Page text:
Smaller trees are more drought resistant and could therefore be the key to saving the Amazon rainforest, a new study shows.
Severe and long-lasting droughts are becoming more common in the Amazon, often killing large trees that form the forest canopy.
Drought in the Amazon affects larger trees more severely as they are more likely to die from hydraulic failure – a plant’s inability to move water from roots to leaves.
But the small plant species beneath the canopy have tactics to conserve their resources, thanks in part to their lack of light.
UK scientists found that small trees in a water-deprived area of the rainforest showed increased capacity for photosynthesis and leaf respiration.
The study suggests that smaller and more drought-resistant trees have the potential to regenerate resilient forests and grow into a new generation to help the rainforest survive.
‘Conditions in the Amazon are shifting due to climate change, and trees will have to adapt if they are to survive,’ said lead author David Bartholomew at the University of Exeter.
‘Our findings show that small trees are more capable of changing their physiology in response to environmental changes than their larger neighbours.
‘Having grown in up in drought conditions, these trees might develop traits that will help them cope with future droughts, even once they are fully grown.
‘Ultimately, this may allow them to form the next generation of canopy trees, leading to greater overall resilience in the forest.’
Episodic and sustained droughts have been shown to kill large trees in the Amazon, resulting in gaps in the canopy.
These openings lead to changes in the understory – the underlying layer of vegetation that’s sheltered by the tall trees.
The understory of an intact rainforest is usually a dark and humid environment and trees in these low-light conditions will typically reduce their photosynthetic capacity to conserve resources.
‘Small understory trees must therefore respond to concurrent reductions in soil moisture availability and increased light availability to survive, compete and grow under drought conditions,’ the researchers say in their paper, published in the journal Plant, Cell and Environment.
‘The ability of these small trees to adjust their physiology in response to multiple environmental shifts could be critical for predicting the future of tropical forests.’
The study examined trees in a 15-year Amazonian drought experiment, in which clear plastic panels caught 50 per cent of rainfall to simulate drought conditions.
Researchers sampled 66 small trees – defined as 0.3 to 4 inches in diameter at a height of 4.2 feet from the ground – and 61 large trees (more than 7.8 inches in diameter).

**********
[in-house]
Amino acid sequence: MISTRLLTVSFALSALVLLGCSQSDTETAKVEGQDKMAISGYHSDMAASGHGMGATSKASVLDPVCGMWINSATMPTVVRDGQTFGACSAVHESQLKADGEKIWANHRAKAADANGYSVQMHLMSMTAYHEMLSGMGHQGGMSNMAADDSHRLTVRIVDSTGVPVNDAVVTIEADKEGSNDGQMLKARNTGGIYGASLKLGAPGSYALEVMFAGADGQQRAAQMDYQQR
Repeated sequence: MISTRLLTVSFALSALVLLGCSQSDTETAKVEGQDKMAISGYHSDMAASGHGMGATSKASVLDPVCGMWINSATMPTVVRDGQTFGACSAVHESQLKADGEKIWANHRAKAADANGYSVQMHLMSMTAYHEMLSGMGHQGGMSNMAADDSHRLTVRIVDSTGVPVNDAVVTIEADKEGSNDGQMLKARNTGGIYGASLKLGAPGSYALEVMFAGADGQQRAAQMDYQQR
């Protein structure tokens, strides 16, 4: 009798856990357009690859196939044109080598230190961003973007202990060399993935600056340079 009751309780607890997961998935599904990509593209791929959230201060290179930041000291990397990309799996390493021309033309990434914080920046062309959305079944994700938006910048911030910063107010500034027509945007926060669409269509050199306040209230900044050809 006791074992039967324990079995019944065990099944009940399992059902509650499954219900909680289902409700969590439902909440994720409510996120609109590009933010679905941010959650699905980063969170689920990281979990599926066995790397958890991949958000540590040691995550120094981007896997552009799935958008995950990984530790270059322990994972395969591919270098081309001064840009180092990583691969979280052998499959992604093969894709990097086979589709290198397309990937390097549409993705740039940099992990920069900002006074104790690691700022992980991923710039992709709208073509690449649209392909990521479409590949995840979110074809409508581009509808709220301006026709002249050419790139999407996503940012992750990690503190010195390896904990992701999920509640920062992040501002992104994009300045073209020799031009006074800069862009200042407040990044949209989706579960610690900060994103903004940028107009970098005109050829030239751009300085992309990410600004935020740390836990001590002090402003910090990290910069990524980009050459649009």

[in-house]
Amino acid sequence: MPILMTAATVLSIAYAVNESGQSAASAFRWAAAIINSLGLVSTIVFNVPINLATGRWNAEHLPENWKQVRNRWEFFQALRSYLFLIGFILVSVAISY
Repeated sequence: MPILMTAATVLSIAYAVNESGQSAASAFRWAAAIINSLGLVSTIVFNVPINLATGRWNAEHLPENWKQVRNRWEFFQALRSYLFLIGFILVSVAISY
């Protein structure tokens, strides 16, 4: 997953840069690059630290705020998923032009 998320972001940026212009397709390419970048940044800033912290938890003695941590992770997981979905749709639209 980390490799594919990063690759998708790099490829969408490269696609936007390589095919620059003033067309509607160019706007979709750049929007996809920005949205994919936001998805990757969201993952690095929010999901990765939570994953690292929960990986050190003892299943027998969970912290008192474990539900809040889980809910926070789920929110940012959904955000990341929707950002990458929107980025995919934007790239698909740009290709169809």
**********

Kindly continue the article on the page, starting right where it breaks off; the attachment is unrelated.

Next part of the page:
The trees covered the drought experiment area and a nearby control area with no rainfall exclusion.
The scientists discovered small trees respond positively to the extra light they get when larger trees die, managing to increase their capacity for photosynthesis and their growth, despite the lack of water.
Small trees in the drought area showed increased capacity for photosynthesis, 32 per cent more leaf respiration and 15 per cent more leaf mass per area compared to small trees in the control area.
Small trees were also significantly more responsive than large canopy trees to the drought treatment, suggesting greater ‘phenotypic plasticity’ – the ability to change in response to environmental stimuli.
It’s possible small trees may be able to avoid drought stress by reducing ‘non‐maintenance’ related metabolic activity, such as growth, in the dry season when drought conditions are most pronounced
They then maximise growth during the wet season when the soil moisture deficit is reduced, the team speculated in their paper.
The responses of tree species in the study varied, with some showing a strong ability to adapt and some showing very little.
More research is needed to understand how this might change the makeup of the diverse rainforest in the future.
‘This long-running experiment has shown that large trees are quite vulnerable to drought, and probably won’t survive if droughts continue to become more common and severe,” said Bartholomew.
‘However, relatively little is known about the response of small understorey trees which could be vital in determining the future of tropical forests.
‘If droughts cause larger trees to die, these trees will have to adapt to both decreasing water availability and increased light.
‘Our study suggests they have a remarkable ability to do this.’